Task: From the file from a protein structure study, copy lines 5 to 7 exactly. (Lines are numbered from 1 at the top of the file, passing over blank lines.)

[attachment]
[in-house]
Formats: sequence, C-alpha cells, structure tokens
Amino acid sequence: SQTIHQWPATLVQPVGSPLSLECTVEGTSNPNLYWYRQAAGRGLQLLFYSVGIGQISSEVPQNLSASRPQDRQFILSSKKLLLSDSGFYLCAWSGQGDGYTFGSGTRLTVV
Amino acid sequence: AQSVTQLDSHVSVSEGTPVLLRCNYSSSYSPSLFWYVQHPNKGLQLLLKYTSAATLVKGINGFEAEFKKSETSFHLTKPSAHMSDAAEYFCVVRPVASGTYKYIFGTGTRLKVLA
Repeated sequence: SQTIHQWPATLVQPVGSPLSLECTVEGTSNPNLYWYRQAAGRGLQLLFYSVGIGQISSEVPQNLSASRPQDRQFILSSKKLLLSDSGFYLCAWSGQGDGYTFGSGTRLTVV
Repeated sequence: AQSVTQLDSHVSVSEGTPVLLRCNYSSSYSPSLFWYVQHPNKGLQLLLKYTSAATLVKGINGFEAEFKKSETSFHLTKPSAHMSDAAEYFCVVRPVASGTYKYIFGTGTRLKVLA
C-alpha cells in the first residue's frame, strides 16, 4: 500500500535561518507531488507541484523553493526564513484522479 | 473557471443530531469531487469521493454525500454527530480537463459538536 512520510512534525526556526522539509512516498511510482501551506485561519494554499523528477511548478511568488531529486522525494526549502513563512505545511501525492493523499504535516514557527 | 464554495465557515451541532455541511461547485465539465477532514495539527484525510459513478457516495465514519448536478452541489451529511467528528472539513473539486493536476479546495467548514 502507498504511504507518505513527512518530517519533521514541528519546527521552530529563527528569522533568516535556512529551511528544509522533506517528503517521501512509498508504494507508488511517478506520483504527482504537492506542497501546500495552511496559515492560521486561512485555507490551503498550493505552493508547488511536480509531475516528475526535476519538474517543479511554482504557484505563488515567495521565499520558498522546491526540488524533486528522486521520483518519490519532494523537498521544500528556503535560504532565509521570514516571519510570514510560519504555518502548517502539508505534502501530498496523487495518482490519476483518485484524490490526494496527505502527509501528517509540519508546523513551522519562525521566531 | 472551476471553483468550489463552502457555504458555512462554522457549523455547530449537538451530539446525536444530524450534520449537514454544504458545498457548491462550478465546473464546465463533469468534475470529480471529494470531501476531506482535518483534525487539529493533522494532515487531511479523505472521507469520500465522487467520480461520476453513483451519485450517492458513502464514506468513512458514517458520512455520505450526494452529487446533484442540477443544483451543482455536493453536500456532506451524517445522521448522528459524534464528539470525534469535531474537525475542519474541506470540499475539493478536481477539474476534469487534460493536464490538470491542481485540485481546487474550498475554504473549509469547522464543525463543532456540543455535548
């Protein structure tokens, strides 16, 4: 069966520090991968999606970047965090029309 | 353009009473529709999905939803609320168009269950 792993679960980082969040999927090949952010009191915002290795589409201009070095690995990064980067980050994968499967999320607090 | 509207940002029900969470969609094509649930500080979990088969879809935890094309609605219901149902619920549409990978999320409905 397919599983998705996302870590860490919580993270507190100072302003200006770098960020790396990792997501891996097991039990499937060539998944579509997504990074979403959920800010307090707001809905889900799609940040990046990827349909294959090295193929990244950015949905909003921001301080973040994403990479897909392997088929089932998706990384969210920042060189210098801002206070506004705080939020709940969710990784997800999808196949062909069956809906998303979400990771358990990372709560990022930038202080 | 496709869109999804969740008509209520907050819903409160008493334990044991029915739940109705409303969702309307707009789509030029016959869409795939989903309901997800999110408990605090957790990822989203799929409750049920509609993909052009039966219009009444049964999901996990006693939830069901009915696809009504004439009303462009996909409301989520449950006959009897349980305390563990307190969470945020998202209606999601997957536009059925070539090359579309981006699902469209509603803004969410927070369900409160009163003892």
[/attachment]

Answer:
Repeated sequence: SQTIHQWPATLVQPVGSPLSLECTVEGTSNPNLYWYRQAAGRGLQLLFYSVGIGQISSEVPQNLSASRPQDRQFILSSKKLLLSDSGFYLCAWSGQGDGYTFGSGTRLTVV
Repeated sequence: AQSVTQLDSHVSVSEGTPVLLRCNYSSSYSPSLFWYVQHPNKGLQLLLKYTSAATLVKGINGFEAEFKKSETSFHLTKPSAHMSDAAEYFCVVRPVASGTYKYIFGTGTRLKVLA
C-alpha cells in the first residue's frame, strides 16, 4: 500500500535561518507531488507541484523553493526564513484522479 | 473557471443530531469531487469521493454525500454527530480537463459538536 512520510512534525526556526522539509512516498511510482501551506485561519494554499523528477511548478511568488531529486522525494526549502513563512505545511501525492493523499504535516514557527 | 464554495465557515451541532455541511461547485465539465477532514495539527484525510459513478457516495465514519448536478452541489451529511467528528472539513473539486493536476479546495467548514 502507498504511504507518505513527512518530517519533521514541528519546527521552530529563527528569522533568516535556512529551511528544509522533506517528503517521501512509498508504494507508488511517478506520483504527482504537492506542497501546500495552511496559515492560521486561512485555507490551503498550493505552493508547488511536480509531475516528475526535476519538474517543479511554482504557484505563488515567495521565499520558498522546491526540488524533486528522486521520483518519490519532494523537498521544500528556503535560504532565509521570514516571519510570514510560519504555518502548517502539508505534502501530498496523487495518482490519476483518485484524490490526494496527505502527509501528517509540519508546523513551522519562525521566531 | 472551476471553483468550489463552502457555504458555512462554522457549523455547530449537538451530539446525536444530524450534520449537514454544504458545498457548491462550478465546473464546465463533469468534475470529480471529494470531501476531506482535518483534525487539529493533522494532515487531511479523505472521507469520500465522487467520480461520476453513483451519485450517492458513502464514506468513512458514517458520512455520505450526494452529487446533484442540477443544483451543482455536493453536500456532506451524517445522521448522528459524534464528539470525534469535531474537525475542519474541506470540499475539493478536481477539474476534469487534460493536464490538470491542481485540485481546487474550498475554504473549509469547522464543525463543532456540543455535548